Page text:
Graffiti inside a bathroom stall in a Brooklyn grocery store.

Feed all people
Free the wage slaves
Question the system

The response.

And protest by
writing on a bathroom
stall instead of
actually doing something.

 

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The 21st Annual Hot Chocolate Festival

February 21, 2013

The holidays are over. The winter feels as though it will last forever. You long for an escape from the cold but you can’t leave the city.

In Manhattan, City Bakery has the solution. Every February, when the weather is at its bleakest, they host a  Hot Chocolate Festival. Now in its 21st year, the Festival celebrates the rich, creamy drink by featuring a different special flavor every day of the month. This year, the flavors range from Bourbon (February 8) to Vietnamese Cinnamon (February 10) to Creamy Stout (February 15th).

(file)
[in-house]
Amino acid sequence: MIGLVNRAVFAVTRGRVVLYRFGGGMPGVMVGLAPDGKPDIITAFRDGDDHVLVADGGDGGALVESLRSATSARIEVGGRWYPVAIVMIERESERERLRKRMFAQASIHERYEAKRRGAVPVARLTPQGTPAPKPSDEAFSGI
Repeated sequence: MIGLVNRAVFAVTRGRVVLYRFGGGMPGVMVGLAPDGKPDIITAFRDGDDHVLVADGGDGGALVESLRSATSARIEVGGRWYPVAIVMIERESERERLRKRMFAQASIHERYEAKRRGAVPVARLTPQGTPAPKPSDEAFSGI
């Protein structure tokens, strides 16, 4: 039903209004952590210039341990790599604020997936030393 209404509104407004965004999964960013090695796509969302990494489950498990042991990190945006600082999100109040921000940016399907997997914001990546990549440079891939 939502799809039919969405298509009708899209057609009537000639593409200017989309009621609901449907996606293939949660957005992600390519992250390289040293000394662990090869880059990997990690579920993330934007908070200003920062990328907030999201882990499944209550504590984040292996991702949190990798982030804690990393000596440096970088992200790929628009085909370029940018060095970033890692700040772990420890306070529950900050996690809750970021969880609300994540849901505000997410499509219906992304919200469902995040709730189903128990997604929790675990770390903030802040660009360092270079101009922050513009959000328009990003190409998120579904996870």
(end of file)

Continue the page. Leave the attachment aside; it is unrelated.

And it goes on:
Today, I’m being a bit of a purist, with Darkest Dark Chocolate Hot Chocolate (so thick you can eat it with a spoon) topped with one of City Bakery’s home made marshmallows. And suddenly, February doesn’t seem long enough.

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The City Bakery
The City Bakery Hot Chocolate Festival


Sofia? Sophia? Sofia?

August 13, 2012

This handwritten sign was posted on the side of a bus shelter in Coney Island.

I can’t help wondering whether the author taped it next to the model’s face because he thought she resembled the woman he wanted to find.

I haven’t yet decided whether Joe’s note is sweet and romantic or stalker-ish and creepy. Or both.

Sofia? Sophia? Sofia — Sophia — Sofia